Cussler Classics: Atlantis Found
It's been awhile since I've written anything here. I'm told that regular posts and newsletters will help me grow my audience, so I need to work harder on keeping up with that. Luckily, I have a lot to write about. More to write about than my time allows, unfortunately. As my Twitter, Facebook, and Instagram followers probably already know, I spent a couple weeks adventuring around Mexico. I got to eat a lot of food, explore ruins, and hang out on the beach.
But more on that later.
One of my goals this year is to review every book I read. Most of them will likely not be new releases, however I am going to do my best to read mostly Indie Published books from hard working authors like myself.
This is NOT one of those reviews.
If you like Adventure Novels, Thrillers, Archaeological Fiction, or even the outdated genre of Men's Fiction, chances are you've already read a Clive Cussler novel. Hell, You may have even read this one. However, I totally acknowledge there are people out there that haven't read it, or any Cussler for that matter.
That makes this review something of a double edged sword. I don't want to venture into Spoiler Territory in case anyone wants to pick this up. I also don't want to make this one boring for anyone who has already sipped from the cup of Cussler. To maintain this balancing act, I aim to elaborate on the things that make Cussler, Cussler. Then, of course, giving you a rundown of why I think that's a good thing or a bad thing. If that sounds intriguing at all, follow along and let's go find Atlantis.
I first came across Clive Cussler (his novels anyway) at the ripe old age of twelve. I grew up in a small town in Nebraska, one that didn't offer all of the amenities of the modern world, so from time to time we had to venture into the nearest big city for groceries. I would always ask my mom if we could stop by Barnes & Noble so I could look at books. It was one of my favorite things. I didn't always get to go, and I definitely didn't always get to buy something, but I loved to just look at all the offerings on the shelves.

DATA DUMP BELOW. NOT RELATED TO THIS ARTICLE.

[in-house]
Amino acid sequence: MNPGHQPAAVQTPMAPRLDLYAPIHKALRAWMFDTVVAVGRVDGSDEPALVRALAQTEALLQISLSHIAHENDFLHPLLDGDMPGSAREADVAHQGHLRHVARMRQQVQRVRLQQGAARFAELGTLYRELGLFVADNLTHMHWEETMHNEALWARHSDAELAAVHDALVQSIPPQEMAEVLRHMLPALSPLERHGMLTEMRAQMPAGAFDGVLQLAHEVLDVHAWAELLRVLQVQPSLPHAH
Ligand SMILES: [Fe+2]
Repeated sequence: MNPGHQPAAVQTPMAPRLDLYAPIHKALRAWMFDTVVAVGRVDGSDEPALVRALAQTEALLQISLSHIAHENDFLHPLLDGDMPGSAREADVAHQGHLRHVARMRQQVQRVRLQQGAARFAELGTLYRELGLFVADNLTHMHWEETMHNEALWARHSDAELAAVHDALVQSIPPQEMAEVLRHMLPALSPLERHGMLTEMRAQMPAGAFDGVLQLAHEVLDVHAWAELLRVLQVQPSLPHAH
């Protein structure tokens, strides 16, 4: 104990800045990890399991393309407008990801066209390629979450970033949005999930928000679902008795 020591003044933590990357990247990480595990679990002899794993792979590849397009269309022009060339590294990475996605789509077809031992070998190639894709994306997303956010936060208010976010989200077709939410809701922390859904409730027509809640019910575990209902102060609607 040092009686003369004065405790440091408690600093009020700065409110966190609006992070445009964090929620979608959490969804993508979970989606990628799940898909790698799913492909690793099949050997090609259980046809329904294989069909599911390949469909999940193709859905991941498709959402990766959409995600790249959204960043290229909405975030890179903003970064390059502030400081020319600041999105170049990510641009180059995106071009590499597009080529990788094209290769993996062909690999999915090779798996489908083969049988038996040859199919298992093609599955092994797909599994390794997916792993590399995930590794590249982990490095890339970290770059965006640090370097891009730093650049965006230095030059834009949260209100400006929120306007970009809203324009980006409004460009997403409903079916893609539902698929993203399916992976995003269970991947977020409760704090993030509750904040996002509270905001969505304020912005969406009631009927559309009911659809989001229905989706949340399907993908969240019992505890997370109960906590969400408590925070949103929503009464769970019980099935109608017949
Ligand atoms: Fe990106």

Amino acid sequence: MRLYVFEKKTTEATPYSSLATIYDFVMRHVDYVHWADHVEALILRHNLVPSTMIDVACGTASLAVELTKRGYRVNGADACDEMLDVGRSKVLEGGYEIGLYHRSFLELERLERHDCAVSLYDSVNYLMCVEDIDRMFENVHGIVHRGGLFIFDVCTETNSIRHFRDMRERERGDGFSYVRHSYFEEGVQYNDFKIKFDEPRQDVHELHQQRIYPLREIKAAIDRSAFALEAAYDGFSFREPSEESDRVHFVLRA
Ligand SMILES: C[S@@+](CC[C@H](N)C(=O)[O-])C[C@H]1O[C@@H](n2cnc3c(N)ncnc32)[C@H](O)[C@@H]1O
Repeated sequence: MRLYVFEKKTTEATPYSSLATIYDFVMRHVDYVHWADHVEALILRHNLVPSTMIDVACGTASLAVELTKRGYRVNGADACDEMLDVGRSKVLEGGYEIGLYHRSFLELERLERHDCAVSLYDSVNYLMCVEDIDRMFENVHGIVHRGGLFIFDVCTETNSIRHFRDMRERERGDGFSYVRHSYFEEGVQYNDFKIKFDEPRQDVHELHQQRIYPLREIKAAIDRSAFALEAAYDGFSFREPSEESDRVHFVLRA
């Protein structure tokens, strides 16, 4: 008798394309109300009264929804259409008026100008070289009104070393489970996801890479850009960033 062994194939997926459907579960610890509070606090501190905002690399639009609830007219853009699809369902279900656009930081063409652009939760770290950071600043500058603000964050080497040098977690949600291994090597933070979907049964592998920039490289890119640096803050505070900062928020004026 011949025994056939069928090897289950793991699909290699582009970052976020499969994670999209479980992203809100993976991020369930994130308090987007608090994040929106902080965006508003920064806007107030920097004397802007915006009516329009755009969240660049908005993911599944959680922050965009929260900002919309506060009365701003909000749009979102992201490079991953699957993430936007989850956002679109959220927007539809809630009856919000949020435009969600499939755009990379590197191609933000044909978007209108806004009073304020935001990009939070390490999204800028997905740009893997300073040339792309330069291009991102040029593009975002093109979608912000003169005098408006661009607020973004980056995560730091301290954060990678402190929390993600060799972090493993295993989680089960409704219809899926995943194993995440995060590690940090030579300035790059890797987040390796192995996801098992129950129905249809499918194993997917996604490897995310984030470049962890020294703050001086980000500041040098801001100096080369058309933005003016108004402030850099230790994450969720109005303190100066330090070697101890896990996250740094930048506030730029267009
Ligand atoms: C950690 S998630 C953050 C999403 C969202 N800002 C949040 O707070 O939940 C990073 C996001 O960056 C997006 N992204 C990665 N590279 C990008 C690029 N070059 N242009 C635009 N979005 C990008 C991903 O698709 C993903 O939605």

On the particular day in question, I was browsing the Young Adult category when I came across two books that looked quite a bit different than the other YA books. They were taller, wider, and the covers looked more "adult" than the often cartoony or stylized designs on the average middle-grade novel. I was drawn in by the bold colors, big titles, and depictions of explosions and gold coins respectively. The titles in question were YA versions of two Cussler greats "Shockwave" and "Inca Gold"
This was my lucky day, my mom let me get both.
I devoured them, I had no idea there were novels like this that I could read. They combined what I loved about Indiana Jones and James Bond into one. There was daring-do, there were evil villains, and bold heroes using technology, cunning, and sometimes violence to save the day. They were a big change from the drama and "feelings" heavy books that I often found in school. Only three other authors have impacted me so deeply.
That being said, I have a Love/Hate relationship with Mr. Cussler. "Atlantis Found" is a novel that is at once epic and cringe inducing - like all of his books.
On one hand I applaud the overall execution of his pacing in this grand plot. The initial encounters with the antagonists, the weaving of lost history and modern-day conspiracy; all top notch stuff. The fact that I am a sucker for Atlantis lore pushes this particular read to the next level. The story jumps from one exotic location and danger fraught scenario to the next at a break neck pace. The action and set pieces are varied and interesting - all the stuff of great action flicks. Other than the addition of "monsters" (a la James Rollins), this checks all my boxes.
Now for the hard parts.
I readily admit that I don't particularly care about deep characters. That's not why I read. In fact, I pretty much get railed by my co-hosts on one episode of Rogues in the House for this sentiment. I'm sure my editor would also laugh at this statement. And to be honest, I think that good ole' Clive probably feels similarly. His two man protagonists, Dirk Pitt and Al Giorodino, are what you'd expect from an action hero duo. Dirk is tall and lithe, handsome, clever, and good with the ladies. Al is shorter, beefier, a solid jokester, and also good with the ladies. I do really like the organization that the pair are affiliated with. NUMA, or the "National Underwater Marine Agency", is ostensibly a scientific organization that is operated by the U.S. Government. This allows science, history, and military to cross and combine at will within the bounds of the story. That being said, Dirk and Al are cookie cutter heroic types, every other character fits some kind of stenotype role .